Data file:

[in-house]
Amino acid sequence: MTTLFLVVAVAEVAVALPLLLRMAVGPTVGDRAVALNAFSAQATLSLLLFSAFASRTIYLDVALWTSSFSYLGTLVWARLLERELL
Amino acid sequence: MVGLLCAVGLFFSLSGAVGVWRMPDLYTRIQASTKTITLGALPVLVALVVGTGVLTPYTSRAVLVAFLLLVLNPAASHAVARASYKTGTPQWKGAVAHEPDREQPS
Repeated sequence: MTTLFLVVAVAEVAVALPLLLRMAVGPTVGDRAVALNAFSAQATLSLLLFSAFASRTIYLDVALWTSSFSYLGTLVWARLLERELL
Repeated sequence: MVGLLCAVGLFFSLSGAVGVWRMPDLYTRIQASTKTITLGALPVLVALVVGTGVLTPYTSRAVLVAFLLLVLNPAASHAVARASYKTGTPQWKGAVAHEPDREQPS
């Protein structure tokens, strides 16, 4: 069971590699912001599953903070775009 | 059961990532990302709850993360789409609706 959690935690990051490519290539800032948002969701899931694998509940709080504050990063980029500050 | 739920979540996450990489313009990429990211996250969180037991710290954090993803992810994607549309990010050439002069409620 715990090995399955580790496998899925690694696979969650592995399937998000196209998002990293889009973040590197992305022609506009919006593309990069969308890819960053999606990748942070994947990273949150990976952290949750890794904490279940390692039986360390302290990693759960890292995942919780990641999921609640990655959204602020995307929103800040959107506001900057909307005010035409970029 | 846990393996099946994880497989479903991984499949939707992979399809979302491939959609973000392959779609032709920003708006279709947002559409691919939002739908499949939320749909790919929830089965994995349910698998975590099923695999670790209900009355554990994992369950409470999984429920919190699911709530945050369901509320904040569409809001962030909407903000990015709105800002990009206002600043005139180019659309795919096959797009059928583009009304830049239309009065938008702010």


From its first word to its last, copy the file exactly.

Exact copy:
[in-house]
Amino acid sequence: MTTLFLVVAVAEVAVALPLLLRMAVGPTVGDRAVALNAFSAQATLSLLLFSAFASRTIYLDVALWTSSFSYLGTLVWARLLERELL
Amino acid sequence: MVGLLCAVGLFFSLSGAVGVWRMPDLYTRIQASTKTITLGALPVLVALVVGTGVLTPYTSRAVLVAFLLLVLNPAASHAVARASYKTGTPQWKGAVAHEPDREQPS
Repeated sequence: MTTLFLVVAVAEVAVALPLLLRMAVGPTVGDRAVALNAFSAQATLSLLLFSAFASRTIYLDVALWTSSFSYLGTLVWARLLERELL
Repeated sequence: MVGLLCAVGLFFSLSGAVGVWRMPDLYTRIQASTKTITLGALPVLVALVVGTGVLTPYTSRAVLVAFLLLVLNPAASHAVARASYKTGTPQWKGAVAHEPDREQPS
């Protein structure tokens, strides 16, 4: 069971590699912001599953903070775009 | 059961990532990302709850993360789409609706 959690935690990051490519290539800032948002969701899931694998509940709080504050990063980029500050 | 739920979540996450990489313009990429990211996250969180037991710290954090993803992810994607549309990010050439002069409620 715990090995399955580790496998899925690694696979969650592995399937998000196209998002990293889009973040590197992305022609506009919006593309990069969308890819960053999606990748942070994947990273949150990976952290949750890794904490279940390692039986360390302290990693759960890292995942919780990641999921609640990655959204602020995307929103800040959107506001900057909307005010035409970029 | 846990393996099946994880497989479903991984499949939707992979399809979302491939959609973000392959779609032709920003708006279709947002559409691919939002739908499949939320749909790919929830089965994995349910698998975590099923695999670790209900009355554990994992369950409470999984429920919190699911709530945050369901509320904040569409809001962030909407903000990015709105800002990009206002600043005139180019659309795919096959797009059928583009009304830049239309009065938008702010």